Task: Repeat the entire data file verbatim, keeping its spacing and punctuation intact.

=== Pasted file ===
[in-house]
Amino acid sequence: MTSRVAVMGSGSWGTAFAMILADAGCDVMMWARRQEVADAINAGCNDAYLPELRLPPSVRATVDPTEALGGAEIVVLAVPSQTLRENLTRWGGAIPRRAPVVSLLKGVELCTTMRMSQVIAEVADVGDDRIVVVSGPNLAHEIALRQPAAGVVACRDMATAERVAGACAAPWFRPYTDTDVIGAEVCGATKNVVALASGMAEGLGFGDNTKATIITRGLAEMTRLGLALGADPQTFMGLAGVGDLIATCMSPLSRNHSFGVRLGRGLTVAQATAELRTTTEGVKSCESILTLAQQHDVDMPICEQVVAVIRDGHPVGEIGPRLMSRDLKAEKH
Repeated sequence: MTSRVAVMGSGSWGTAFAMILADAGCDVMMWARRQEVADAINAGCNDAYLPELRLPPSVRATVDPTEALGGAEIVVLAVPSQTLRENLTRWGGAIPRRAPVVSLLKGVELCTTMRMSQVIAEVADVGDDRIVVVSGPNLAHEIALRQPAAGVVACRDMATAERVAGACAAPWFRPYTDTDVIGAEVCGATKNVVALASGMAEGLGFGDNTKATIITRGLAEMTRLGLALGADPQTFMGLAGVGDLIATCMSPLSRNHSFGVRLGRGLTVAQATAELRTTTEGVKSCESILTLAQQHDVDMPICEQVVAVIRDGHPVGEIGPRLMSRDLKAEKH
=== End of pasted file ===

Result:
[in-house]
Amino acid sequence: MTSRVAVMGSGSWGTAFAMILADAGCDVMMWARRQEVADAINAGCNDAYLPELRLPPSVRATVDPTEALGGAEIVVLAVPSQTLRENLTRWGGAIPRRAPVVSLLKGVELCTTMRMSQVIAEVADVGDDRIVVVSGPNLAHEIALRQPAAGVVACRDMATAERVAGACAAPWFRPYTDTDVIGAEVCGATKNVVALASGMAEGLGFGDNTKATIITRGLAEMTRLGLALGADPQTFMGLAGVGDLIATCMSPLSRNHSFGVRLGRGLTVAQATAELRTTTEGVKSCESILTLAQQHDVDMPICEQVVAVIRDGHPVGEIGPRLMSRDLKAEKH
Repeated sequence: MTSRVAVMGSGSWGTAFAMILADAGCDVMMWARRQEVADAINAGCNDAYLPELRLPPSVRATVDPTEALGGAEIVVLAVPSQTLRENLTRWGGAIPRRAPVVSLLKGVELCTTMRMSQVIAEVADVGDDRIVVVSGPNLAHEIALRQPAAGVVACRDMATAERVAGACAAPWFRPYTDTDVIGAEVCGATKNVVALASGMAEGLGFGDNTKATIITRGLAEMTRLGLALGADPQTFMGLAGVGDLIATCMSPLSRNHSFGVRLGRGLTVAQATAELRTTTEGVKSCESILTLAQQHDVDMPICEQVVAVIRDGHPVGEIGPRLMSRDLKAEKH